“It was a blighted, old building right off an interstate interchange,”
says Khoury. “There is quite a lot of distribution near there and
the area was in desperate need of more space for truckers.”
Perhaps the most noteworthy Lichter deal in Ohio involved a
former GM manufacturing facility in the city of Moraine. The
4. 5 million square-foot facility sat vacant for a long time and then
was sold at auction to IRG.
Lichter is in the process of splitting the building in half and selling
1 million square feet of space to the Chinese company, Fuyao
Glass Industry Group Co. Ltd. – the largest Chinese investment
in the state. The remainder of the property will be multi-tenant.
Lichter acquired the GM plant in the heart of the recession, and
Khoury asked how he was able to make the purchase. As Khoury
recalls, Lichter told him: “the equipment was still there and I
used that as collateral for a loan, so initially it wasn’t really a real
estate loan. The banks were able to move it to a different side of
the ledger so the project could happen. As I began leasing, I put a
short-term real estate loan on it. As it leases up, I’ll put additional
THREE KEYS TO SUCCESS IN ADAPTIVE: REUSE, RESOURCE,
VISION AND FINANCIAL ACUMEN
Angelic Real Estate, a New York real estate investment banking
advisory and brokerage firm, has been very active in the market
for broken properties over the past half-decade and its president,
Gabriel Silverstein, SIOR, president of Angelic Real Estate in
New York, N.Y., had some incisive comments to make about
“Early in the recovery, the biggest challenge was the bid/ask
spread, where the holders of debt or REO property, namely
lenders, were seeking substantially more than the properties
were worth,” Silverstein recalls. “While properties were readily
available, they weren’t trading because of the spread.”
That has all changed as the market has aggressively come back
to close the gap.
“Both sides of the equation have tightened up to the point where,
for the most part, we are seeing just about everything that becomes
available ultimately trade,” he says.
THIS DOESN’ T MEAN THINGS ARE EASIER
In the traditional auction process, the potential buyer gets access
to a “data vault,” in short, whatever hard information about the
real estate the seller has, but the lenders that are now sellers often
don’t have this data.
“They may not have the historical financial background or even
copies of everything,” says Silverstein. “This has been the biggest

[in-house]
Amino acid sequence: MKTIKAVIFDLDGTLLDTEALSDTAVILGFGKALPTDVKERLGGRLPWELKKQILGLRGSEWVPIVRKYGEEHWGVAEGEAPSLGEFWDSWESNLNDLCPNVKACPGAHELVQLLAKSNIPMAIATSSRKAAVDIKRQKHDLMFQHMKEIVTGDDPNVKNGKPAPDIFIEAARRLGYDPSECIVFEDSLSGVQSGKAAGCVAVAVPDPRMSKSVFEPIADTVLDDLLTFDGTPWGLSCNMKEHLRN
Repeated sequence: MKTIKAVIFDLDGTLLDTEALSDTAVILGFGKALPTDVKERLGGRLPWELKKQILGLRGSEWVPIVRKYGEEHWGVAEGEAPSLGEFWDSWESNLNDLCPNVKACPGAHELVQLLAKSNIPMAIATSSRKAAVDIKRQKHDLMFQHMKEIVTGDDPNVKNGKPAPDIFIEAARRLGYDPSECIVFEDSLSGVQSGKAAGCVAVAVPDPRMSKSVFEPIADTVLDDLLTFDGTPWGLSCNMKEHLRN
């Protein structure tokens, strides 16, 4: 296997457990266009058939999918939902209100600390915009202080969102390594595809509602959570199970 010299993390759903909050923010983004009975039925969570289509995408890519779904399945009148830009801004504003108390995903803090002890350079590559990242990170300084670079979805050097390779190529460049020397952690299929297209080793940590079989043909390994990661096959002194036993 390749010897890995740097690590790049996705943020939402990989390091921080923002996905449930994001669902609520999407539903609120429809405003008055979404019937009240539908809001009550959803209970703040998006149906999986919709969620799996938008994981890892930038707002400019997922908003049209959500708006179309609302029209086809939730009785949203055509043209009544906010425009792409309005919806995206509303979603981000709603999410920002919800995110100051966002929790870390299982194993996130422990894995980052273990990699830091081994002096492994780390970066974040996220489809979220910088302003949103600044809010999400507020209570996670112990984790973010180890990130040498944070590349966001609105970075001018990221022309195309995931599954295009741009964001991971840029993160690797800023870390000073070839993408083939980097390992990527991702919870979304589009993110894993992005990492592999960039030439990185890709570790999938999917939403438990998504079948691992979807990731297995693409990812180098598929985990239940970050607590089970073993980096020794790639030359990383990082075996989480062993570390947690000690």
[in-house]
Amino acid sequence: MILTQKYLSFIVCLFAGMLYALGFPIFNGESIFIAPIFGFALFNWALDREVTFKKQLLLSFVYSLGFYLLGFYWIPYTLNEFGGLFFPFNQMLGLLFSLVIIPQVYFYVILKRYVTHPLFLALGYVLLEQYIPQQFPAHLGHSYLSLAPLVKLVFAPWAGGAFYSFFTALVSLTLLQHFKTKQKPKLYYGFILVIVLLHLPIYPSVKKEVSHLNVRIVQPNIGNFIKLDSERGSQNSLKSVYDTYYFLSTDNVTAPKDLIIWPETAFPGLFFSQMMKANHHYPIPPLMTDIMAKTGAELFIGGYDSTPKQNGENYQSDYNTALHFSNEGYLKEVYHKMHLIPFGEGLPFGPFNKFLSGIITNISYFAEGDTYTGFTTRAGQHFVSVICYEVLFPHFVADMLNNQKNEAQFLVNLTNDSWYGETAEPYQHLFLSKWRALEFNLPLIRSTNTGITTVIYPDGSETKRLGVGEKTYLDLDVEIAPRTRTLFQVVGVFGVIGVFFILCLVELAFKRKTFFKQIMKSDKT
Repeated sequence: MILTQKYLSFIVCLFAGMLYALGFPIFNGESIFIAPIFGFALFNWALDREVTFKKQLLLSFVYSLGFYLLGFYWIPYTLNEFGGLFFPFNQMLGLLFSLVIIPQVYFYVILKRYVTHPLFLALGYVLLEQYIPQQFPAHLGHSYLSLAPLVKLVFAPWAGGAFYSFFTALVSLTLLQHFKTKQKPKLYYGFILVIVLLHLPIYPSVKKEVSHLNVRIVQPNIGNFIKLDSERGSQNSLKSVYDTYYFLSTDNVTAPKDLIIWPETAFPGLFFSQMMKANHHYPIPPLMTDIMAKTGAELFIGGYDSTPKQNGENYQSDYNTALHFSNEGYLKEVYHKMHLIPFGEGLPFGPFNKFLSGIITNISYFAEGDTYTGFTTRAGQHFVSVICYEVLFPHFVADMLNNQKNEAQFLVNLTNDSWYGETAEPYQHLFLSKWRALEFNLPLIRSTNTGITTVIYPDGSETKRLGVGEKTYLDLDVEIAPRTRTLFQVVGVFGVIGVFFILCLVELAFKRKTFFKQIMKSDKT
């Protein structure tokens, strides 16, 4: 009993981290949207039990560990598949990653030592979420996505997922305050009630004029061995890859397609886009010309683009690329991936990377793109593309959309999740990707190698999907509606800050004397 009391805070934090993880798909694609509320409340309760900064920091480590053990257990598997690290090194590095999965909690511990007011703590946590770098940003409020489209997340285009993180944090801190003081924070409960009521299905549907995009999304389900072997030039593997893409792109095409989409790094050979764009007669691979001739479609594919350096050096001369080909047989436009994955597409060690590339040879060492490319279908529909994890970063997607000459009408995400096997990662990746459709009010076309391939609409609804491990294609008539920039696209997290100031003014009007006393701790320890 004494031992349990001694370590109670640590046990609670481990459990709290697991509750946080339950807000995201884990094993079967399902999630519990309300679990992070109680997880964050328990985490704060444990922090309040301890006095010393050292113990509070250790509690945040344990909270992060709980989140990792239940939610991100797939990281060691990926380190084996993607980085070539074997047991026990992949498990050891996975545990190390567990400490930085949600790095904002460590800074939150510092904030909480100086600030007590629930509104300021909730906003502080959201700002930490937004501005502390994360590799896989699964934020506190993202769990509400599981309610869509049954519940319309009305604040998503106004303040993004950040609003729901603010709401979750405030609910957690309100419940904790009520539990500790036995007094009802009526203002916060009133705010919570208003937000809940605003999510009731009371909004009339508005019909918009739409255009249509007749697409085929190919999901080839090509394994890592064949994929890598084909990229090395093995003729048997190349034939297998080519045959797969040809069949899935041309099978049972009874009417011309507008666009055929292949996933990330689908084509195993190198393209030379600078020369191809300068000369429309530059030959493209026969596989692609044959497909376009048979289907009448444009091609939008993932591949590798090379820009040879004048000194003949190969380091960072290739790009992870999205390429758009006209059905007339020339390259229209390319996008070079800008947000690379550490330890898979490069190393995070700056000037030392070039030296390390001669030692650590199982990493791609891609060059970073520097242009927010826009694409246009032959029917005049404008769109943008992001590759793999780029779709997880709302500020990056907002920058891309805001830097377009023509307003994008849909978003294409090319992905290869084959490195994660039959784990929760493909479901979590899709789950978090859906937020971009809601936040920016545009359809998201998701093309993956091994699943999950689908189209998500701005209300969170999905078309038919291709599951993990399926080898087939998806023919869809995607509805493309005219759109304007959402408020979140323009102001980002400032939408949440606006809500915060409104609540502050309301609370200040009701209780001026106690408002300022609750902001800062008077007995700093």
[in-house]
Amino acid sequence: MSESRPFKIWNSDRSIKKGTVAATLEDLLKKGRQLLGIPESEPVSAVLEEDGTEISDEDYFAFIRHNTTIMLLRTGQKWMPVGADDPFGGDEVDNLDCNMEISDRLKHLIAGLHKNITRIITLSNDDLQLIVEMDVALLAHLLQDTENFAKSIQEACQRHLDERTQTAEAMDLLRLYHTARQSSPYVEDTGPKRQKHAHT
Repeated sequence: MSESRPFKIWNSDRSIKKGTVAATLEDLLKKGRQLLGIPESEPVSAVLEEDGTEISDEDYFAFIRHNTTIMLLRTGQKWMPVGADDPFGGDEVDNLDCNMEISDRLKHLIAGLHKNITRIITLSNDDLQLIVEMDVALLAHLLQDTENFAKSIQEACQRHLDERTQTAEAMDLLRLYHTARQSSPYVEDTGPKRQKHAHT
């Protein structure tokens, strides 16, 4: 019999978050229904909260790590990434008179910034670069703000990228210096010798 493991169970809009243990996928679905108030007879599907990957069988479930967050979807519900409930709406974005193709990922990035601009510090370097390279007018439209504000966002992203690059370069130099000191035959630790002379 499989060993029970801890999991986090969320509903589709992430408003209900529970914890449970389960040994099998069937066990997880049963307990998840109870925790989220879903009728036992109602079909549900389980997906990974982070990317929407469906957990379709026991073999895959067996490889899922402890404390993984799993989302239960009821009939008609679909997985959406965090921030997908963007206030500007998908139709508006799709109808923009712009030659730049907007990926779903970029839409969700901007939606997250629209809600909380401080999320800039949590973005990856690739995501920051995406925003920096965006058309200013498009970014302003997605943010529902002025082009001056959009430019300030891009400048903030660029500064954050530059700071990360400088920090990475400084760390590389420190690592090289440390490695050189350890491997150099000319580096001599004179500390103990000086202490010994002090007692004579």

challenge going through deals.”
Usually in the auction process, the buyer can access information
ahead of time, and after winning an auction, makes a bid with at-risk hard money. “Now you don’t have the traditional period of
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ABOUT THE AUTHOR: STEVE
BERGSMAN is a nationally
recognized financial and real estate
writer. For more than twenty-five
years, he has contributed to a wide
range of magazines, newspapers and
wire services, including the New York
Times, the Wall Street Journal Sunday,
Global Finance, Executive Decision,
and Chief Executive.
time to validate what you assumed,” says Silverstein. “Therefore,
as a buyer you are taking more of a risk because you don’t know
everything and the lender (seller) didn’t give you the data it
should have given you.”
SILVERSTEIN HAS THREE CAUTIONS FOR BUYERS OF
BROKEN PROPERTIES BEING SOLD BY THE FINANCIAL SIDE
OF THE INDUS TRY:
The big institutions that are trying to buy distressed properties
aren’t good at talking to the tenants before they buy. It’s amazing
how, after talking to tenants, you learn there are a lot small things
that aren’t expensive that you can do to right that ship and make
tenants happy. Tenants often feel neglected in busted properties
and the moment someone walks in their door, they will flock
Be cautious of the unknown. Any building that has been in a
distressed situation for many months, probably has suffered from
“under-doing the maintenance” and sometimes that is not easy to
make up. We have seen catastrophic failures in building systems
simply because the systems were neglected for too many years in
the receivership process.
If you have never bought properties from a lender, you will
be surprised at what will end up in a purchase contract. Often
lenders refuse to make the kind of representations and warranties
in a contract the traditional seller makes for the marketplace.
With most lenders, it’s take-it or leave-it.
Ultimately, the biggest problem with distressed property deals,
which are essentially value-add plays, is that the market is flooded
“Pricing is so competitive it is hard to feel that you have gotten a
good deal,” says Silverstein. “The best way to reverse that feeling
when buying from a lender is to take on the risk of a property with
‘hair on it,’ so you can end up getting to the return you’re after.”